Posted by: Kathi | December 21, 2017 12:20 PM    Report this comment

We foster sometimes failing. Our rule of thumb has been if the dog came from a difficult situation (neglect, abuse, etc.), we rename him/her. If the dog was loved by their previous owner but circumstances (death, Altzheimer's, etc.) put him/her in rescue, we keep their original name.

Posted by: Furrykids | December 21, 2017 12:11 PM    Report this comment

My best re-name was my lab that I adopted from Friends of the Animals. They named him Chico. Then someone said that wasn’t a good name because my new dog was a girl. So, I named her Marie. Some days later I took her to a friend’s house to introduce Marie to my friend. She immediately said Marie was a boy. Once she convinced me I re-named him again, Jackson Charles. I love him so much. I have to admit he has been my most challenging dog. He’s three and starting to settle down A LITTLE. LOL.

Posted by: Linda Louise | December 21, 2017 11:57 AM    Report this comment

My first rescue, was supposed to only be a foster. Spectacular fail. I drove with the local Newfoundland breed rescue 2 hrs to get this boy who we’d been told was scheduled to be put down at the end of the day. He was literally hrs from death and he sadly looked it. As we drove we listened to news as our troops took Baghdad. They had no name for him when we got there so he had to have a new name. I decided on Rumsfeld, Rummy to his friends. I couldn’t believe how quick he picked up on it. I had him for 9 and a half amazing years. My first experience with the gratitude and appreciation of a dog rescued from a hellish life. Had always heard people talk about that but didn’t understand how a dog showed gratitude -until Rummy. 30 lbs underweight and clearly beaten regularly by a man. Took my husband a full year to gain his trust and eventually he became Rummy’s “person”. No one ever lifted a hand in our house to that boy, but until the day he died, you couldn’t pick up a paper towel roll or any cylindrical shaped object suddenly, without him cowering.(wth is wrong with some people?)
One Newfy breeder I knew required all registered names begin with letter assigned to that particular litter. I had already named my boy to be-Atticus. Of course, he was the X litter. Registered name -Hugybears XAtticus Lee

Posted by: Raji | December 21, 2017 11:26 AM    Report this comment

We adopted a Border Collie/English Springer Spaniel/Sheltie mix from a local rescue organisation. Her name was Holly (born in December). To me, she just wasn't her name. Since I was a Lord of the Rings fan at the time, I changed it to Hollyn (originally Hollin, "place of Holly" in the books). We added Danielle to go along with our older son's name (Colin Daniel). She started responding to it before we even left the fosterer's home.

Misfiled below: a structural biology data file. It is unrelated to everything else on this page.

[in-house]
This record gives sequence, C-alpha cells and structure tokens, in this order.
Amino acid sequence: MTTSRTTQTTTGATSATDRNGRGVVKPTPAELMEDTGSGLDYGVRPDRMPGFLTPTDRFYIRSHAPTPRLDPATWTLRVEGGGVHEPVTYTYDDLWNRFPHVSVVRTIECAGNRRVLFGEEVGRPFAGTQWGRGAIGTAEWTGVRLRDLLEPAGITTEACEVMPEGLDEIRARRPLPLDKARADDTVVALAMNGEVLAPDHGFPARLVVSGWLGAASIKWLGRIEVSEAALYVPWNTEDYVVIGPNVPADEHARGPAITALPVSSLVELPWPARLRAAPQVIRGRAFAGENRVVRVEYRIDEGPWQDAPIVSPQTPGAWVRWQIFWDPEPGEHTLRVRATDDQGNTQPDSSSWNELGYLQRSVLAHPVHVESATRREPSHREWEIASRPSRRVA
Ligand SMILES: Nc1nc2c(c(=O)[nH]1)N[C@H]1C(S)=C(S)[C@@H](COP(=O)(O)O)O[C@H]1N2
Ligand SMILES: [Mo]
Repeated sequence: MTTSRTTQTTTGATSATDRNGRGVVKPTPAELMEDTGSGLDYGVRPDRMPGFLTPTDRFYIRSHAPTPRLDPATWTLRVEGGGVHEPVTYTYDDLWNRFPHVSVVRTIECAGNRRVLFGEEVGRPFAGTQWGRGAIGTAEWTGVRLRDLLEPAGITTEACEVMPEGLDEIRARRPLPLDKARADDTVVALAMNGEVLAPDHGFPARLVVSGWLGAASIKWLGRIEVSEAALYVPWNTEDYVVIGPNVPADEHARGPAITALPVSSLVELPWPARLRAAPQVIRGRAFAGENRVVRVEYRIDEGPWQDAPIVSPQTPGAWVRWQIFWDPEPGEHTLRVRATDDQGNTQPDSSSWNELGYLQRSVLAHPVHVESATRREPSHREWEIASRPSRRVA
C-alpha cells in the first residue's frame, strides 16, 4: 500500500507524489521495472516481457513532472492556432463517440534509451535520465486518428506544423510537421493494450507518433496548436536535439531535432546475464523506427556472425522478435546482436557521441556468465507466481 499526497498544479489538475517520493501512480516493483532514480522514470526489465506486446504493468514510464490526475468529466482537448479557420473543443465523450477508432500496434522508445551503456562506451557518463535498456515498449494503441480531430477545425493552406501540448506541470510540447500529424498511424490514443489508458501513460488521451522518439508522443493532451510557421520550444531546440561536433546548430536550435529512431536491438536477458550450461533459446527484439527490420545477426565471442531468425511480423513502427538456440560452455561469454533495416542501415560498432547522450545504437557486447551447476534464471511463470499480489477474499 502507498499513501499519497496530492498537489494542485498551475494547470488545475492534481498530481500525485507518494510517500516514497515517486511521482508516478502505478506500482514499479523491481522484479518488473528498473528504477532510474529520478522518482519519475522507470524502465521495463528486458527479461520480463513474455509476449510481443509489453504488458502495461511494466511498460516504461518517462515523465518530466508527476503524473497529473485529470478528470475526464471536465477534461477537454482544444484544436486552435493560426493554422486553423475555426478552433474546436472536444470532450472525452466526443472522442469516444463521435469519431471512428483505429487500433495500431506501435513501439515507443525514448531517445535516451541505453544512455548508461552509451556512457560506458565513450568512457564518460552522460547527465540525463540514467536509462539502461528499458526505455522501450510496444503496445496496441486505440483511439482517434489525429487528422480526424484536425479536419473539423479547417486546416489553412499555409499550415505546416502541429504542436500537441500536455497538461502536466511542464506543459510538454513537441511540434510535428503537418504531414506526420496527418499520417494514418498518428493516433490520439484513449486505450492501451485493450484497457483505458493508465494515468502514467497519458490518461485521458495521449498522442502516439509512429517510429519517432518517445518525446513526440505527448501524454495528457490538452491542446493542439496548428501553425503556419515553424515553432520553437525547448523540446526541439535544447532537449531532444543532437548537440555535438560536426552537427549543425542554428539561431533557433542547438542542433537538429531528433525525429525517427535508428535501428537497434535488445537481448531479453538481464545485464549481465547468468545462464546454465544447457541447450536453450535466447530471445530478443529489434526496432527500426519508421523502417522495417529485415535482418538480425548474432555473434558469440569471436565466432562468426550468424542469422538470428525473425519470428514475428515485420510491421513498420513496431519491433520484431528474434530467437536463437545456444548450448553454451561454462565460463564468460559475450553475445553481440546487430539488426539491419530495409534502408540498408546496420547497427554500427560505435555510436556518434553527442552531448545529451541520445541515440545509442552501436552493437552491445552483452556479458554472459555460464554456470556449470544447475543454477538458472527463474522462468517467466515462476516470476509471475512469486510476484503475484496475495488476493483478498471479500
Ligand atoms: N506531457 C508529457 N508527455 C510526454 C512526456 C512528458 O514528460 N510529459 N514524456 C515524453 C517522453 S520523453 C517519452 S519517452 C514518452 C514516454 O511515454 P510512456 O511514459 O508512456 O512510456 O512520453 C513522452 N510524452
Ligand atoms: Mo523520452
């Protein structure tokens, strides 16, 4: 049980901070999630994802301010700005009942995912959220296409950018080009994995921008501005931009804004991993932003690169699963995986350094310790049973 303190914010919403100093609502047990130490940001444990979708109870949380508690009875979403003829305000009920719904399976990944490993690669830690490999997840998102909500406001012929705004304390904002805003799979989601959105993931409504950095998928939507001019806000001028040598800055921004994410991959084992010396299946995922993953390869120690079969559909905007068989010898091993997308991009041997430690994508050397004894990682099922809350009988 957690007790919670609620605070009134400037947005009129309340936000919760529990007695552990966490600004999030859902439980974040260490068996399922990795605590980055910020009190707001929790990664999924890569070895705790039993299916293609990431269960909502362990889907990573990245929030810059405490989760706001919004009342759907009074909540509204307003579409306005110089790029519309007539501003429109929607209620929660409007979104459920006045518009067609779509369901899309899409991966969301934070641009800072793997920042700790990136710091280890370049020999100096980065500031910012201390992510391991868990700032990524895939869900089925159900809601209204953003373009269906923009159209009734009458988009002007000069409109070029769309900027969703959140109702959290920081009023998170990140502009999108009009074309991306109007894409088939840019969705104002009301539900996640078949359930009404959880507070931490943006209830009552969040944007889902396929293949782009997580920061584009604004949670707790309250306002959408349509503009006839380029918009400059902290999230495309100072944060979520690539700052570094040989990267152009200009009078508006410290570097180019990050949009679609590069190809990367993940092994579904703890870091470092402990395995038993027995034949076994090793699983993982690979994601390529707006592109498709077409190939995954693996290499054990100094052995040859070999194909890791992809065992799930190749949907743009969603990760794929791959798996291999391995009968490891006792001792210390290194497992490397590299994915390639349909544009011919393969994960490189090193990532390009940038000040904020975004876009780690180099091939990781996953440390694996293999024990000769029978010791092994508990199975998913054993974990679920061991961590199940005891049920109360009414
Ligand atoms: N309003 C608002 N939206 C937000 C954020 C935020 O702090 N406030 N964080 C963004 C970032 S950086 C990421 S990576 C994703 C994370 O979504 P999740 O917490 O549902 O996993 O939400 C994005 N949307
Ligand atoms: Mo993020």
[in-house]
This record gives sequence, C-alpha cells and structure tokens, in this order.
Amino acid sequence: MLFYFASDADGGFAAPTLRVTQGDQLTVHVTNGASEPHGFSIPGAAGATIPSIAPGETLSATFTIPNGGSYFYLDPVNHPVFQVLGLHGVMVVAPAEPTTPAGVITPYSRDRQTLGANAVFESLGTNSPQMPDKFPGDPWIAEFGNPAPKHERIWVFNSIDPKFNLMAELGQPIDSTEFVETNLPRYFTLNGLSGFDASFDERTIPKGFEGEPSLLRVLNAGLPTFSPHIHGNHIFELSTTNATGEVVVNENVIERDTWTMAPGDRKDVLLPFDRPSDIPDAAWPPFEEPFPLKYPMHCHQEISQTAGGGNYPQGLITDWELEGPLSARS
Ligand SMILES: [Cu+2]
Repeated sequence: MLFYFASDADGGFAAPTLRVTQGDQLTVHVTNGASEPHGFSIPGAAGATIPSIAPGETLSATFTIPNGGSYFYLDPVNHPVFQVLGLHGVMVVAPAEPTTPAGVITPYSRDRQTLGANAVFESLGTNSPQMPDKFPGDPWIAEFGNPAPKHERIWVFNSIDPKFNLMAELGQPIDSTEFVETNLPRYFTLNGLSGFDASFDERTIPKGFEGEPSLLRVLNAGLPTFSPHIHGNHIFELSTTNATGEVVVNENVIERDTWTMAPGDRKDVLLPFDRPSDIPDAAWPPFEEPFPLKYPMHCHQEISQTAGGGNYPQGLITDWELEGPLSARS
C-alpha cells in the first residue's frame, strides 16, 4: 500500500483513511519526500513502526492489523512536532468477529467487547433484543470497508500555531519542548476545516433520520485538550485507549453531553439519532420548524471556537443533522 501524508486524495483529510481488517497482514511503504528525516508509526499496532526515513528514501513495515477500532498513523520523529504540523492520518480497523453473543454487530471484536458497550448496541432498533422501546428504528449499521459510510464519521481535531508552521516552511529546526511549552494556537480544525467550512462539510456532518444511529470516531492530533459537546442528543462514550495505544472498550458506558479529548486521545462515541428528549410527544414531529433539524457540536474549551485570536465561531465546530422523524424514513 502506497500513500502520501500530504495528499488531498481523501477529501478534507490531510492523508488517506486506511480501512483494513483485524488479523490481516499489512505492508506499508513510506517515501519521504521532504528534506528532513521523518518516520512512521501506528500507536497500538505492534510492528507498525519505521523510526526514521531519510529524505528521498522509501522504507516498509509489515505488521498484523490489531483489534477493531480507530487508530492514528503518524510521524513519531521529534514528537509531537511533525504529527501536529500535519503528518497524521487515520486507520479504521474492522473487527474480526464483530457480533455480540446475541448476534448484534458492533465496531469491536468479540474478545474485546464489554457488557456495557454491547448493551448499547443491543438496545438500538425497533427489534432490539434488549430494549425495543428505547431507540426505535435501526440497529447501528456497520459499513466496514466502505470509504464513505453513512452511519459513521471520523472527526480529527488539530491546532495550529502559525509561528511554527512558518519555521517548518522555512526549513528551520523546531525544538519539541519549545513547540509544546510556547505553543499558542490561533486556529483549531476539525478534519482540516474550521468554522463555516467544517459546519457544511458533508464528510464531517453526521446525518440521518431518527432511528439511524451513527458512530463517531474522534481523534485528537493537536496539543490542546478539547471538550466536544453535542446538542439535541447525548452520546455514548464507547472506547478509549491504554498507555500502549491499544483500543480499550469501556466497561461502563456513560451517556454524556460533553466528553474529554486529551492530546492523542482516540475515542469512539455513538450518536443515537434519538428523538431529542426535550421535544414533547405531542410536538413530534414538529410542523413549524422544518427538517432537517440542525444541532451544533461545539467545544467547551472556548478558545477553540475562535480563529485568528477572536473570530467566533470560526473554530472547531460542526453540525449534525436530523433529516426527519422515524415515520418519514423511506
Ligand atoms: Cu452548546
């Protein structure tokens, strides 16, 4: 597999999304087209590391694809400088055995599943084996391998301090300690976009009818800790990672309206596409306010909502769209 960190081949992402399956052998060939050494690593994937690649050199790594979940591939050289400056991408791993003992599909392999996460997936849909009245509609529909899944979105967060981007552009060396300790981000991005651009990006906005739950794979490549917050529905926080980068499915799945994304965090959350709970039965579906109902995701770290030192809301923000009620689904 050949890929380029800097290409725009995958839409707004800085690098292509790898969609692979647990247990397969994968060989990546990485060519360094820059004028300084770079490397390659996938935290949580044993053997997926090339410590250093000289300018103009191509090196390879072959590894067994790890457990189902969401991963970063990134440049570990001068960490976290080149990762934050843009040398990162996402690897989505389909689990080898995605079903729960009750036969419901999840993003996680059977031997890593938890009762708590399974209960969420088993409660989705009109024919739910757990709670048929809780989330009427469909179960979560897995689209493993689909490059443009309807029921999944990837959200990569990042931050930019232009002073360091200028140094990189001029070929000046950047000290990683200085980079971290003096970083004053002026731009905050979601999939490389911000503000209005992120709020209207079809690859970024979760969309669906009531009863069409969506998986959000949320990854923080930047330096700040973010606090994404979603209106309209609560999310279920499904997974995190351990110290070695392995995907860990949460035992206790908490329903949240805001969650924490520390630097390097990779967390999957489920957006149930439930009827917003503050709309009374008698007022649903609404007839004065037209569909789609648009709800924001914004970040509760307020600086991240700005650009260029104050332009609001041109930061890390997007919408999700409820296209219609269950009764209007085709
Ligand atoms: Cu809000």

Posted by: DreamWeaver | December 21, 2017 10:59 AM    Report this comment

I foster Cairn Terriers for a Col. Potter Cairn Rescue and I always tell prospective adopters that it takes only one hot dog to teach a dog his/her new name - and of course they should pick a name that will help them bond with the new member of their family! One hot dog? Dice a hot dog into tiny pieces, then say the new name, treat with a piece or two. Repeat. Repeat. Repeat. Until the hot dog is gone. After the first few pieces the dog will be responding to the sound of their new name with delight. By the time the hot dog is gone that sound will be fixed in their brain as the indicator of good things!

Posted by: pkinpa | December 21, 2017 10:59 AM    Report this comment

I kept the name one of my rescues was given. He was 10 years old and the name his original owners called him by was "Reefer." You could immediately imagine what his life had been like. They took him to the vet to be put down and the vet wouldn't do it. The rescue group I got him through called him "Keifer." The same sound for this older dog but a much nicer name. Keifer lived with me for two and a half years until he succumbed to congestive heart failure. He LOVED routine and structure. I don't think he had had a lot of it.

Posted by: Doro | December 21, 2017 10:56 AM    Report this comment

We had a Boston Terrier that came to us ( my wife's grandmother's fog, who was hospitalized and couldn't take care of him) with the name Tippy........yes his nails did make a tipping sound when he walked....but I took one look at this little boy's face and antics and named him Muggsy....this was back in the late 1980s..,.and to this day our friends tell us they saw a Muggsy when they saw a Boston Terrier

Posted by: Dogman | December 21, 2017 10:35 AM    Report this comment

I was heavily volunteering for a local shelter, and kind of fell in love with a black shepherd mix named Hank. This dog was gorgeous, but AWFUL! He'd been to 3 homes already, at only a year old, and was back at the shelter. Turned out no one wanted to spend any time on him, including one of my fellow volunteers (owner # 3) - Every owner had chained him up outside. The dog was NUTS! I spent time with him, and started training him, and the bond stuck. Still had problems with him when I got him home, until I suddenly, for no reason, changed his name to Henry. He responded to that immediately, and went on to become a very easily trained dog!

Posted by: JodiG | December 21, 2017 10:22 AM    Report this comment

New to Whole Dog Journal? Register for Free!

Already Registered?
Log In